A Most Practical Martial Art
However, other Asian countries have their own unique martial arts which are not as popular compared to their more prominent neighbors. The Philippines is an example of one such country.
The Filipino martial art is unique compared to other martial arts because it is taught in an informal manner and emphasizes efficiency and conservation of movement. In as little as six months, a practitioner can become a very formidable fighter unlike kung fu and other martial arts which takes years for a practitioner to become somewhat skilled.
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Popular Misconception About Filipino Martial Arts
Contrary to these beliefs, the Filipino martial art is a complete system, which covers all aspects of combat like unarmed striking and grappling. However, unarmed combat is only taught after a practitioner has achieved a certain level of mastery with weapons ranging from sticks to knives. This characteristic is another example of the Filipino martial art's uniqueness compared to others.
Theories on the origins and influences of Filipino martial arts.
In the Philippines, the Filipino martial art is commonly known as "arnis" which also refers to the stick used in the art itself. In other parts of the archipelago, the term "eskrima" is also used which means "fencing" in Spanish. Outside the Philippines, the work "kali" is very popular. For simplicity, I'll just use "arnis."
The history of arnis is somewhat vague. Some historians speculate that the martial art originated in India and brought by people who traveled through Malaysia and Sumatra. The historians note that the Malaysian and Indonesian martial art "silat" bear striking similarities with arnis, especially its unarmed component.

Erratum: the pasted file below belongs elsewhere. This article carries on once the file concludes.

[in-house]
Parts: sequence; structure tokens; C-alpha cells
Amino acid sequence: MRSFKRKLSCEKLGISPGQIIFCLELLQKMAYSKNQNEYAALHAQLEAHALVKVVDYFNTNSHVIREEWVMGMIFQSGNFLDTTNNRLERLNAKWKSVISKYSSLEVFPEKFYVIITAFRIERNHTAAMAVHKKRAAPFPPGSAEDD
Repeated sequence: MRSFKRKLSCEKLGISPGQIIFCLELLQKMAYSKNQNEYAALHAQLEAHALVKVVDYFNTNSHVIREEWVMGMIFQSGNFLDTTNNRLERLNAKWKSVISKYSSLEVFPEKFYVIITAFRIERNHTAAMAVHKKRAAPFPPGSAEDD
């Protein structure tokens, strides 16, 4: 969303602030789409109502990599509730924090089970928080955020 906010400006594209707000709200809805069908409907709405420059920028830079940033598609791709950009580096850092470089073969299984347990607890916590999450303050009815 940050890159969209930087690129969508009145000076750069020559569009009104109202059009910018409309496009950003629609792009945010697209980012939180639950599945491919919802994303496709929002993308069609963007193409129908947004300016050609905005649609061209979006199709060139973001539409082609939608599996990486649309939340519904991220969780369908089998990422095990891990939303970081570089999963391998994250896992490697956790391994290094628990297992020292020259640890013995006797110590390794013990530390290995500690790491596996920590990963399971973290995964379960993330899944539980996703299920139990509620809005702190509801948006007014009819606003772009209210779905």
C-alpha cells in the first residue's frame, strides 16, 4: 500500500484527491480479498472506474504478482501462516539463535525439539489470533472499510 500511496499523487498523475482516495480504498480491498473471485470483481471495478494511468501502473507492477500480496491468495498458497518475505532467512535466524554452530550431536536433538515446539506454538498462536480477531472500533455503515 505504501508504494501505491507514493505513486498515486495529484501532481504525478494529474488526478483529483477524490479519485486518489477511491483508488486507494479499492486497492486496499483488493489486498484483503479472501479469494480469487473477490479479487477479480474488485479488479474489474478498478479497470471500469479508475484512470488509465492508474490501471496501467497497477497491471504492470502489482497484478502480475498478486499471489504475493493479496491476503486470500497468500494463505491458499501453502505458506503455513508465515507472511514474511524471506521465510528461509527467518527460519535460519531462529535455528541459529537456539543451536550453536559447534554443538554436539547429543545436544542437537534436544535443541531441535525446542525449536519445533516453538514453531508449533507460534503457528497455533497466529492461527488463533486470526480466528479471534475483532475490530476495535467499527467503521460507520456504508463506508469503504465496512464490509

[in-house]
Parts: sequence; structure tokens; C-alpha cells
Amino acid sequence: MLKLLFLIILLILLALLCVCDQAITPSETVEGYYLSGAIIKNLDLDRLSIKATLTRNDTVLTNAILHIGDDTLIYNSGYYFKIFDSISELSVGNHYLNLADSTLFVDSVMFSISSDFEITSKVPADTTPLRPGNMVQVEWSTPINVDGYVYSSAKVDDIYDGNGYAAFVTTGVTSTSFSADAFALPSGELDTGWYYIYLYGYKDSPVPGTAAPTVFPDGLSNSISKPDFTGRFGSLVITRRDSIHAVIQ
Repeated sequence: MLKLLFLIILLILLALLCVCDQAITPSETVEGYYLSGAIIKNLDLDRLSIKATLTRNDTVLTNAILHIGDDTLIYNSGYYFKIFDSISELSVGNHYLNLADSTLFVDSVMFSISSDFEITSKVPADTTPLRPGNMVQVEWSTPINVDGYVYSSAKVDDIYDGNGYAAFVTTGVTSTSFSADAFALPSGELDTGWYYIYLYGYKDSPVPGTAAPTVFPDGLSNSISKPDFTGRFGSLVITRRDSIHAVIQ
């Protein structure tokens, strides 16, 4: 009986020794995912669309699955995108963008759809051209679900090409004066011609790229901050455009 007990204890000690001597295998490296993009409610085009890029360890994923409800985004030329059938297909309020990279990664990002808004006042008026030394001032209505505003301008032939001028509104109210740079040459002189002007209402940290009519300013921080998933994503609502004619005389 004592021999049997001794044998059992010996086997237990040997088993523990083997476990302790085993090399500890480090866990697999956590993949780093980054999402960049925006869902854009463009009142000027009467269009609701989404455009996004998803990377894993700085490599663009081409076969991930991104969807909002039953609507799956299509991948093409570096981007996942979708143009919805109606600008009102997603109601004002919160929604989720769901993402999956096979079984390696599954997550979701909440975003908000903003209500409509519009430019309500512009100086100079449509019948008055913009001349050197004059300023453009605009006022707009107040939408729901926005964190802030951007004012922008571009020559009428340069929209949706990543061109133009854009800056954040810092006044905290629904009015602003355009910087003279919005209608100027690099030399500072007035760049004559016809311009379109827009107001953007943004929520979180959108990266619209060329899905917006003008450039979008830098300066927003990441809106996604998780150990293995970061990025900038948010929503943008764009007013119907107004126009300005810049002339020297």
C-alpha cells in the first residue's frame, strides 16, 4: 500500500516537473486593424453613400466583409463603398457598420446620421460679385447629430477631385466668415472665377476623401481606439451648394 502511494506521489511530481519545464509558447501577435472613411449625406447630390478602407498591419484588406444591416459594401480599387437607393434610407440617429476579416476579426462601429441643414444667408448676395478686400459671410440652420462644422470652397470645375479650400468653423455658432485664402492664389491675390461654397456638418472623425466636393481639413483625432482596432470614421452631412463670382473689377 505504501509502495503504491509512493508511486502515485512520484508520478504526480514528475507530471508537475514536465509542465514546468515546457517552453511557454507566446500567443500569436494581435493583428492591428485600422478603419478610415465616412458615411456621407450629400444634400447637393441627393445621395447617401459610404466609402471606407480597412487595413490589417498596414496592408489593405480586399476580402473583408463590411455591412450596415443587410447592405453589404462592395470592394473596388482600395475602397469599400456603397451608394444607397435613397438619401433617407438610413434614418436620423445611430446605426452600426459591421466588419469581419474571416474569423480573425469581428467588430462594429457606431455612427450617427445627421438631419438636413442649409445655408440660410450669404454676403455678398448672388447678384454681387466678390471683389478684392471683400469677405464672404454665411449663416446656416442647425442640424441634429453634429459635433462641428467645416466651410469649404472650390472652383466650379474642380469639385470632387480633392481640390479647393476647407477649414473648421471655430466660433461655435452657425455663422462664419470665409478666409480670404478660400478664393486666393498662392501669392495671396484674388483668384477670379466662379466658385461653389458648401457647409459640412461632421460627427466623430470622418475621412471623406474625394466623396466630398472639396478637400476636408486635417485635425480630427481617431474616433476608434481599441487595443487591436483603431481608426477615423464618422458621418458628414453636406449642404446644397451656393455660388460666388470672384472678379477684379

There is also a legend of ten chieftains from Borneo who settled in Panay, an island in the Visayas region of the Philippines, and established a school where they taught martial arts along with academic subjects and agriculture.
The stories are, of course, not considered facts for there are no historical documents to support them as such. The only documentation about arnis dates back to the time when the Philippines was under Spanish rule.
When the Philippines was under the Spaniards, not all areas and islands were controlled by the foreigners. In particular, the southern islands with their fierce Muslim inhabitants continually oppose Spanish dominion. There were stories that the Muslim fighters used arnis to fight off the invaders.
During Spanish occupation, the art flourished in the islands of Visayas and some coastal towns of Luzon in the north. Stories say that the islanders used the art to repel Moro slavers who frequently raid the islands for women and children.
The close proximity of the Visayan islands to Mindanao led to frequent forays between the Visayans and the Moro people. Some historians theorize that this might be the reason why Visayans are mostly the more prominent practitioners of arnis.
In 1636, there was a royal decree from Philip IV, the king of Spain, that ordered the pacification of Mindanao. Accordingly, two large companies composed mostly of Visayan mercenaries led by Governor General Sebastian Hurtado de Corcuera were deployed.
After the Moro campaigns, the veterans is said to have passed on their martial skills with the help of Spanish priests who "systematized" the art by using numbered angles of attack, which are also used in European fencing.
The Greatest Practitioner Ever
Floro Villabrille claims to have been taught martial arts by a blind princess in Samar, an island in the northeast part of the Visayas region of the Philippines.
There are other great practitioners like Ben Largusa, Ciriaco Canete, the head of the popular Canete family, and Dan Inosanto, but none of them can be called an equal of Floro Villabrille.